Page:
On June 20, 2017, patrons of Brooklyn’s progressive-music proscenium, Roulette, were treated to a continuation of guitar wizard Brendon Randall-Myers’ ongoing artist residency. Entitled Dynamics of Vanishing Bodies—and described as a follow-up to February’s sometimes haunting sometimes hilarious and consistently mesmerizing Invisible Anatomy—the evening’s program featured a series of improvisations and premieres composed by Randall-Myers. Joined by a cast of prominent New York City musicians including Eliza Bagg, Miki Sawada, Jonny Allen, Josh Henderson, Maria Hadge, Doug Moore and DITHER (James Moore, Josh Lopes, Brett Parnell and Randall-Myers), the evening offered a relatively informal glimpse into Randall-Myers’ diverse and colorful oeuvre; minus the theatricality of Invisible Anatomy, plus an equally compelling, more personal focus on Randall-Myers’ very distinct and most excellent visions in sound.
Randall-Myers started the show performing a delicate work for solo steel string guitar called Grace and Decay, which was commissioned to serve as the 2017 audition piece for Yale School of Music’s guitar studio by department head Ben Verdery. The work is a crystalline halo of harmonics that orbit fuller tones produced by open strings and idiomatic, guitaristic harmonies. Randall-Myers performed his work with fluidity and apparent ease, though it was easy to grow anxious for all those hopeful Yale guitar candidates, whose fate may be governed by the task of learning this challenging piece. In the final few minutes of Grace and Decay, Bagg, Sawada, Allen, Henderson, and Hadge emerged quietly and took their places on the stage, surrounding Randall-Myers as he finished the piece. It was a dramatic moment that implied a seamless attacca into the next group of compositions, but was interrupted by a brief volley of comments. Ironically, Randall-Myers took that moment to express his distaste for talking at length (and in front of people), having done so out of a presumed obligation and all the while imploring those in attendance to allow the music to speak for itself.
Three standalone songs followed featuring texts written by the composer and sung by Bagg with the above mentioned roster of talented players. Everyday Objects challenges the question of inherent and projected meaning on the objects with which we surround ourselves; can we infuse so-called meaning into our belongings, and does our perception of those objects change within that context? Weight (world premiere) explores the fear of absence, touching upon themes in our current political climate closely alluding to the challenges faced by immigrants. New You, in the composer’s words, is a song about “cell death,” and examines the potential dilemma posed by the human body’s cyclical replacement of its material with all new cells every ten years or so. In summary, when that happens, are you still you? While Bagg sung beautifully, it felt as though there was room for a broader exploration of her vocal capability. Some interesting extended techniques offered glimpses of new dimensions (Everyday Objects was largely sung into the body of the amplified acoustic guitar, which served as microphone and sympathetic resonator), but on the whole, the vocal line seemed anchored in a monochromatic, pop idiom that did not allow her to stand out.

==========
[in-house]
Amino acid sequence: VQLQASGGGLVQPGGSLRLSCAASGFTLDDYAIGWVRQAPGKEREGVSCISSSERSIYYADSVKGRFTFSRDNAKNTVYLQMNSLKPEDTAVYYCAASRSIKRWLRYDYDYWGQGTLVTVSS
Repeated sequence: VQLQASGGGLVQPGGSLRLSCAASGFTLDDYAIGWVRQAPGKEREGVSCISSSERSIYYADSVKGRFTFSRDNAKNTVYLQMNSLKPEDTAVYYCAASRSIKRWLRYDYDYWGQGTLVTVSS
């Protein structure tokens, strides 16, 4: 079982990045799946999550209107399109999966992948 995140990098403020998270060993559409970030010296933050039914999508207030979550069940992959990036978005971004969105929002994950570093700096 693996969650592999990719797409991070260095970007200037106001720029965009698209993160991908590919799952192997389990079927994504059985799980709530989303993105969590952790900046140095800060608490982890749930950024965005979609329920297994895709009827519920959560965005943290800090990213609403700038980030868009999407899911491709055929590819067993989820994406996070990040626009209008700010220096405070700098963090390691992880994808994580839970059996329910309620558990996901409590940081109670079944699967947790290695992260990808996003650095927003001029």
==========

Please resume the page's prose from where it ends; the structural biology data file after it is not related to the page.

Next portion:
After returning from a brief intermission, Randall-Myers was joined by Doug Moore, vocalist and guitarist of New York based experimental metal unit Pyrrhon, for a dyad of improvisations featuring expressive avant-vocals and electronic processing. Perhaps a bit too brief, the pieces that emerged maintained a kind of structured spontaneity that remained fresh throughout.
The evening’s namesake and main event was a five movement work for electric guitar quartet called Dynamics of Vanishing Bodies, brought to life by DITHER. According to Merriam-Webster, dither may be defined as: (noun) “a highly nervous, excited, or agitated state” and (verb) “to act nervously or indecisively.” DITHER, New York’s genre-defiant electric guitar quartet, channels many of these elements into their music-making, albeit redefining their eponym in much the same way they redefine the expectations and listening experience many may bear when approaching the electric guitar.
Throughout the angular, spectral strata of the work, Randall-Myers clearly showed that while excitement and agitation (and sometimes a little nervous energy) may add a sparkling lustre to his artistic voice, indecision plays no role in his output; he knows exactly what he is doing and manages to push DITHER toward another state of being, transcendent of the name and beyond the implication of their instruments. Of particular note was the fourth movement, “trem chorale/harmonic melody,” which echoed devices from Grace and Decay in its exploitation of natural harmonics. As the piece reached a steady momentum, it channeled the kinetic character of Tuvan throat singing and other folkish traditions that utilize the special quality of harmonic tones.
Brendon Randall-Myers is a great talent, and consistently surrounds himself with great musicians. Following the conclusion of his successful residency at Roulette, it is exciting to anticipate what may be coming next.